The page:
Printer manufacturers tell us a large part of the cost of each cartridge is tied up in the delivery mechanism. While this may be true, it’s counter-intuitive in the current environment, where we should minimise wastage. Many of these expensive delivery mechanisms end up in landfill or, at best, are recycled rather than re-used.


Epson’s Stylus Pro 3800 A2 printer uses high-capacity (80ml) pigment ink cartridges, each priced at $99 (RRP). The ink set includes four black inks (interchangeable photo and matte black, light black and light light black) plus five coloured inks (cyan, light cyan, yellow, vivid magenta and vivid light magenta).

While the current small cartridge strategy persists, family photographers on tight budgets will be tempted by the cheap cartridges sold through supermarkets. Unfortunately, print quality and durability are likely to be compromised by these generally poor quality products.

Serious enthusiasts could seek out continuous ink systems, such as the Rihac products (www.rihac.com.au) we are currently trialling. But exercise caution until we have results for these trials as other third party systems create known problems. Although fiddly to set up, continuous systems use ink reservoirs of 100ml, which cost around $13 for dye inks and $29 for pigments. (The equivalent ink cost for the printer manufacturers’ inks is between $23 and $33 per 11ml to 16ml cartridge.)

So why not provide higher-capacity cartridges – even if it requires a more expensive print head mechanism? We’d like to see larger cartridges – or the option to choose them – in all printers selling for $1000 and over. And we’d like to know how much ink each cartridge contains as well without having to troll the Web as we do currently. Surely that’s not too much to ask.

5. Waste-reduction technology. In the current environment when conservation of resources is a high priority for most of us, we’d like to see systems to eliminate ink wastage. This includes the need for ink lines to be flushed when switching between paper types and ‘maintenance’ routines that use ink. We’d also appreciate some way to prevent inks from being scattered about within the printer body. Given its high cost, we want all the ink to be used for printing our pictures.

6. Built-in calibration to ensure print-to-print consistency, regardless of the time elapsed between making prints. No more need be said.

7. ICC profile support. This is absolutely essential. Another non-negotiable item.

8. Driver interface. We don’t want drivers that over-ride users’ inputs through hidden default settings that are difficult to locate and change. User interface preferences are often highly personal but most photographers appreciate logical, straightforward systems that let them achieve their objectives with minimum effort.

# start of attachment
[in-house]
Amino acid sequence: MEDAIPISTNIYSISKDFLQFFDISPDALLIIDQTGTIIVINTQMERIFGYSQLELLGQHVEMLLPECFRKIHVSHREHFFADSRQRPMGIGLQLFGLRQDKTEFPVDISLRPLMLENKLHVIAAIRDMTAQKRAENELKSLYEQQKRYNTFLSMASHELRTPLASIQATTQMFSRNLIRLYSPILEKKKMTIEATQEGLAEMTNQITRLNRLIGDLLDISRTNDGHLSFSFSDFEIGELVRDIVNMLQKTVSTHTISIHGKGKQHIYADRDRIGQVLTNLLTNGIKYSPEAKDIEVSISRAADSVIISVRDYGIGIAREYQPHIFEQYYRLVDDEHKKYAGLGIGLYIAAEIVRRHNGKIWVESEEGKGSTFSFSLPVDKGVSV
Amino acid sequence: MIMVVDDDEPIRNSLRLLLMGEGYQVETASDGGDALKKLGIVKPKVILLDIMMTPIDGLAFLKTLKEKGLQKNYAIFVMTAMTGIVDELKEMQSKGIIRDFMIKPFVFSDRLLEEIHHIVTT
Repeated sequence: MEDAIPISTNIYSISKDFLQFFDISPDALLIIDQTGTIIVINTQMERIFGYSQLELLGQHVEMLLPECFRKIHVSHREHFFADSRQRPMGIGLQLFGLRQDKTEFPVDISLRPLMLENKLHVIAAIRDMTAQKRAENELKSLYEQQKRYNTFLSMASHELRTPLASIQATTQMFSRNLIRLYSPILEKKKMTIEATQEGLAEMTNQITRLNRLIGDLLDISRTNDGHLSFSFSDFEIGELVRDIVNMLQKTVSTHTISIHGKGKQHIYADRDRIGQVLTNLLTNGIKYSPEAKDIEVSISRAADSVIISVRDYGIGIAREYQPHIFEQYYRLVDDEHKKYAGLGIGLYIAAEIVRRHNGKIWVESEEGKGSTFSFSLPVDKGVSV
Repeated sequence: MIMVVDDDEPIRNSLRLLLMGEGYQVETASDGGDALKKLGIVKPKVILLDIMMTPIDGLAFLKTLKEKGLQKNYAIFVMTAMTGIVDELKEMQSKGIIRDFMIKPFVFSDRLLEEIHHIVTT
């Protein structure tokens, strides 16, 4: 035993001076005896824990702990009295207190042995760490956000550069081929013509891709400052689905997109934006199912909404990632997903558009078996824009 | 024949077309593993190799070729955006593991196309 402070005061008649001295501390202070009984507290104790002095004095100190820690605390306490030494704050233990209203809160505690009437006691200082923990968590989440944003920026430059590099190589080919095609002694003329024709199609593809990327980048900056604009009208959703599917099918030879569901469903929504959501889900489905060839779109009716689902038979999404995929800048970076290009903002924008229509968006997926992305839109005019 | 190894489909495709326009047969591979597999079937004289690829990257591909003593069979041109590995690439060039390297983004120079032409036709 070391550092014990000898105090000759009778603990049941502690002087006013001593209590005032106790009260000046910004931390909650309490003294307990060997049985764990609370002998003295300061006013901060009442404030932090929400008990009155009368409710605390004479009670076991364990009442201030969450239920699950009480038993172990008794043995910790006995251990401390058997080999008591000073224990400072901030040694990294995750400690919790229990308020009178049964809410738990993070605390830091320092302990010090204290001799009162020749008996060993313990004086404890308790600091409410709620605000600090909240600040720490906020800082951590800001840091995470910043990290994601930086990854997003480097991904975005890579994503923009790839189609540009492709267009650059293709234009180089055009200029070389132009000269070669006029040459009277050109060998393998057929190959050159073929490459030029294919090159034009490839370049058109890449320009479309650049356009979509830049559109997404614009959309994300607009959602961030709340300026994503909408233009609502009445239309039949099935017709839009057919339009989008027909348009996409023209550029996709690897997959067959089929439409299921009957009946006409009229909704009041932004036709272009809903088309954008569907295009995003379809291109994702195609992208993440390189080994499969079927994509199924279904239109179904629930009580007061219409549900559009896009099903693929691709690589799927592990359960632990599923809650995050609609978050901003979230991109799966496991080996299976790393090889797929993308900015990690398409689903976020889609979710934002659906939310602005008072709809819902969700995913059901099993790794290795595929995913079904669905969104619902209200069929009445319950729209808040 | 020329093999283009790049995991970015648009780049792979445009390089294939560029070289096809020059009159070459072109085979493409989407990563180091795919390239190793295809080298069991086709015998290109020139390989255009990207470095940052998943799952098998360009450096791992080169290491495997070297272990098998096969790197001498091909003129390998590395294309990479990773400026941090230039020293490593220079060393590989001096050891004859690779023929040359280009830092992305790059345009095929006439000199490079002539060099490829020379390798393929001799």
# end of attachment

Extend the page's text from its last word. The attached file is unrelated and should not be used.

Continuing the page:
This means locating frequently-used settings on the front page of the driver interface, enabling users to save settings for quick access in the future and providing easy access to a full array of paper profiles.

We’d also like to be able to set custom page sizes so we can print on non-standard paper, such as half sheets of A3+ paper. We also want the ability to make panoramic prints using the Custom size settings in the paper sizes menu without the driver having a hissy fit and chopping off most of the picture. Roll paper support is highly desirable.

Ink status monitors should be quick and easy to view, and large enough to provide a realistic representation of just how much ink remains. They should also provide realistic percentages of ink remaining and when the cartridge needs to be changed.


An example of an almost useless ink status monitor in which the display icons are so small you have little idea of how much ink remains until warning signs are displayed.

9. B&W printing. This issue relates to point 3 because at least three levels of black ink are required for making true B&W prints. The importance of this issue will vary with different photographers. However, even the keenest colour photographer will sometimes yearn to produce an exhibition-quality monochrome print with a full range of tonal nuances. And we don’t want to be forced to change inks when we swap from glossy to matte papers when making monochrome prints.


Epson’s Stylus Photo R2880 A3+ printer is designed for high-quality B&W printing and includes roll paper support. However, each of the nine ink cartridges contains only 11ml of ink and costs around $23. You are also required to swap between Photo and Matte Black cartridges when changing from glossy to matte papers, a time- and ink-consuming exercise.

10. Efficient paper loading and transport. Printers from the leading manufacturers (Canon, Epson and HP) seldom suffer from paper jams. However, when they do, it can be difficult to remove the jammed sheet and resume printing. A more frequent problem is a failure to load the paper, particularly with printers that require heavier papers to be fed in through a front or rear chute.

We’d like to see the designs of the loading systems made more robust and user-friendly to eliminate mis-loads, skewed prints and paper jams. We’d also appreciate systems that make it easier to remove sheets of paper without having to partially dismantle the printer or rip the stuck sheet of paper into shreds.

This is an article from Photo Review Magazine Issue 43.